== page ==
Morrow never put together the talent that made him a former first-round pick while he was in Boston, and totaled just one assist in 17 games for the B’s before playing well in five playoff games after getting pushed into duty due to injuries. In all Morrow finished with two goals and nine points along with a minus-8 rating in 65 games over three seasons in Boston, but could never string together an extended run of consistent play at the NHL level.

With the Bruins in the market to bring on another left-shot defenseman into the Boston fold this summer, it was pretty clear that the time had come to move on from Morrow while allowing him to potentially develop as an NHL D-man elsewhere. 

Tom Brady claims No. 1 spot on NFL's top 100 list

Tom Brady claims No. 1 spot on NFL's top 100 list

The NFL Network revealed the final 10 players on its annual Top 100 list Monday night and Patriots quarterback Tom Brady finished in the No. 1 spot.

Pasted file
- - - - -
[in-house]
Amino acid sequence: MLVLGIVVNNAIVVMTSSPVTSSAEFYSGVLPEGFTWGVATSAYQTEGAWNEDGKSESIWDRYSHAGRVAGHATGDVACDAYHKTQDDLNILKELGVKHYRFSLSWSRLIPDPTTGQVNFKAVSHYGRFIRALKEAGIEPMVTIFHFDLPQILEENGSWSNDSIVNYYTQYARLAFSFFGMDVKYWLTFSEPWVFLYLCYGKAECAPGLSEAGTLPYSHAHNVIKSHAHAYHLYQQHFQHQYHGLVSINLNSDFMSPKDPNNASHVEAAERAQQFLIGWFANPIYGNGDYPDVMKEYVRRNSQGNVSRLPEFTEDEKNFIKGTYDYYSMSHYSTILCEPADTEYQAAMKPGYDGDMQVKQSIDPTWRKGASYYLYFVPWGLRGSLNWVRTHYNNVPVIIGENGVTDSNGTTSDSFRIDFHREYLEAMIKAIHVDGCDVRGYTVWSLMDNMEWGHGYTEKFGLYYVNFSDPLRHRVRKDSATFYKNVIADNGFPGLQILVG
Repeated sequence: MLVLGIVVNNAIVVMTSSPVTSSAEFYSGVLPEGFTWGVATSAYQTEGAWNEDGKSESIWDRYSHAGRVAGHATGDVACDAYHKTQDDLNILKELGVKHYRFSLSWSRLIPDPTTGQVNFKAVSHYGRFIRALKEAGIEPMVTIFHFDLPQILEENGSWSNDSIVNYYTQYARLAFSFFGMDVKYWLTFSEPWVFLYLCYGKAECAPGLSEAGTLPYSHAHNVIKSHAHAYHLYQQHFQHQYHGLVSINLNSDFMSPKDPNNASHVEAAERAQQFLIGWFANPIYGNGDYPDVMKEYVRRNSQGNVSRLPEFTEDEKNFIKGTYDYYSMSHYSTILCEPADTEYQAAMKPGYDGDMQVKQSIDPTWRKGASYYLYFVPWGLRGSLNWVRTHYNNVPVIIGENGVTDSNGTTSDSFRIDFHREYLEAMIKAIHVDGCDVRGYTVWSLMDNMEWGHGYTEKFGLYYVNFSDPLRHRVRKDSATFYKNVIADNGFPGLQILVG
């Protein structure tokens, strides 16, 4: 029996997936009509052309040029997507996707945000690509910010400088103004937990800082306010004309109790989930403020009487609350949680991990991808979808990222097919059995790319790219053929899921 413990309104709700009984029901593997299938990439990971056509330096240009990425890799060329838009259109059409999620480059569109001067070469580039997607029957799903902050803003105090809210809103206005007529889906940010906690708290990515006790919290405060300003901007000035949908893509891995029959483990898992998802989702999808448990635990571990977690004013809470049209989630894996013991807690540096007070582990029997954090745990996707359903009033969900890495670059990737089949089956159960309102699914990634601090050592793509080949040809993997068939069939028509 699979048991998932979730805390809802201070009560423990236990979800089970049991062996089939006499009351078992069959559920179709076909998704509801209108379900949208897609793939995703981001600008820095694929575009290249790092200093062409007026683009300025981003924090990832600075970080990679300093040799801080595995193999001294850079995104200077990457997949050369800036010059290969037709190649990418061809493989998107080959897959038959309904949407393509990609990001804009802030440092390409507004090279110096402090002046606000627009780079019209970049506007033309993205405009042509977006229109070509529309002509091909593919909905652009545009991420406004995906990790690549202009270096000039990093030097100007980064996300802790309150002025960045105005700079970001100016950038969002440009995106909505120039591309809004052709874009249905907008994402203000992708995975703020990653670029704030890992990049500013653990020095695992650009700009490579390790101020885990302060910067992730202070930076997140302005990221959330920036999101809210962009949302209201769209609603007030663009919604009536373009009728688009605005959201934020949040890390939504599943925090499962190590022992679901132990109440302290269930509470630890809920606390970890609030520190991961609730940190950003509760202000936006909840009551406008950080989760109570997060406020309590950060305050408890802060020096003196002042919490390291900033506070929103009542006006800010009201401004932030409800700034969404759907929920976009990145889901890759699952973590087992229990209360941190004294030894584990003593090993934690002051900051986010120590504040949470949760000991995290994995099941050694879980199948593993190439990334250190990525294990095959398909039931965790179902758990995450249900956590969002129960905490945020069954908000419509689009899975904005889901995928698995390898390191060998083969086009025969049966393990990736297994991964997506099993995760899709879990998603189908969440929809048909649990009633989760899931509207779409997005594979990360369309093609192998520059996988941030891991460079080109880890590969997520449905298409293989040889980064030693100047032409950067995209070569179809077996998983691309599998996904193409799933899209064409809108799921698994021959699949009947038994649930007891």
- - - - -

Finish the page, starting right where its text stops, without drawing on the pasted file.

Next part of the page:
On NFL.com, the Top 100 list is described as the answer to the question, "Who are the top 100 players in the NFL today?" If that's the criteria -- and not simply performance in 2016 -- then Watt's complaint actually doesn't hold much water. If he's healthy, no one would argue that he's one of the best 35 players "in the NFL today."

Several Patriots players made the cut on this year's list: Rob Gronkowski (No. 23), LeGarrette Blount (No. 80), Julian Edelman (No. 71), Dont'a Hightower (No. 94) and Malcolm Butler (No. 99). 

Brady was also voted in as the No. 1 player back in 2011.